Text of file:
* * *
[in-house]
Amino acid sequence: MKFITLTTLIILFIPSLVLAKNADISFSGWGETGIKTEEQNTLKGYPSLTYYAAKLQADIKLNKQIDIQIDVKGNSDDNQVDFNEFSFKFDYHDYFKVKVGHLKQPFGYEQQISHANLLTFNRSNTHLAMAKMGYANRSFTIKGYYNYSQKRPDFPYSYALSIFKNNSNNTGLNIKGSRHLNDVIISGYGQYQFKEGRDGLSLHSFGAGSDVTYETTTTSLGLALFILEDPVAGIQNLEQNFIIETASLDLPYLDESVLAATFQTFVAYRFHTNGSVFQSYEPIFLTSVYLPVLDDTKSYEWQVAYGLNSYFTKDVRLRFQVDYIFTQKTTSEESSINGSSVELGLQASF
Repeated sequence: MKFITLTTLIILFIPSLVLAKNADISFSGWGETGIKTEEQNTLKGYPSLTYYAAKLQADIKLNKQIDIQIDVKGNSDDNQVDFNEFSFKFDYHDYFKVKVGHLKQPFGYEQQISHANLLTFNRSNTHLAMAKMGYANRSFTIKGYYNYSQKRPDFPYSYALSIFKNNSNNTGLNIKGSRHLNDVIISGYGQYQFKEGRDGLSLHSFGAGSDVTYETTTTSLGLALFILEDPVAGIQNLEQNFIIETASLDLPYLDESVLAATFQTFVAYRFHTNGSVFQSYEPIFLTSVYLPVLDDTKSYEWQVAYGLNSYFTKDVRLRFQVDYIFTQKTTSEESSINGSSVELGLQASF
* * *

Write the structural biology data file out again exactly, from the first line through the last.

[in-house]
Amino acid sequence: MKFITLTTLIILFIPSLVLAKNADISFSGWGETGIKTEEQNTLKGYPSLTYYAAKLQADIKLNKQIDIQIDVKGNSDDNQVDFNEFSFKFDYHDYFKVKVGHLKQPFGYEQQISHANLLTFNRSNTHLAMAKMGYANRSFTIKGYYNYSQKRPDFPYSYALSIFKNNSNNTGLNIKGSRHLNDVIISGYGQYQFKEGRDGLSLHSFGAGSDVTYETTTTSLGLALFILEDPVAGIQNLEQNFIIETASLDLPYLDESVLAATFQTFVAYRFHTNGSVFQSYEPIFLTSVYLPVLDDTKSYEWQVAYGLNSYFTKDVRLRFQVDYIFTQKTTSEESSINGSSVELGLQASF
Repeated sequence: MKFITLTTLIILFIPSLVLAKNADISFSGWGETGIKTEEQNTLKGYPSLTYYAAKLQADIKLNKQIDIQIDVKGNSDDNQVDFNEFSFKFDYHDYFKVKVGHLKQPFGYEQQISHANLLTFNRSNTHLAMAKMGYANRSFTIKGYYNYSQKRPDFPYSYALSIFKNNSNNTGLNIKGSRHLNDVIISGYGQYQFKEGRDGLSLHSFGAGSDVTYETTTTSLGLALFILEDPVAGIQNLEQNFIIETASLDLPYLDESVLAATFQTFVAYRFHTNGSVFQSYEPIFLTSVYLPVLDDTKSYEWQVAYGLNSYFTKDVRLRFQVDYIFTQKTTSEESSINGSSVELGLQASF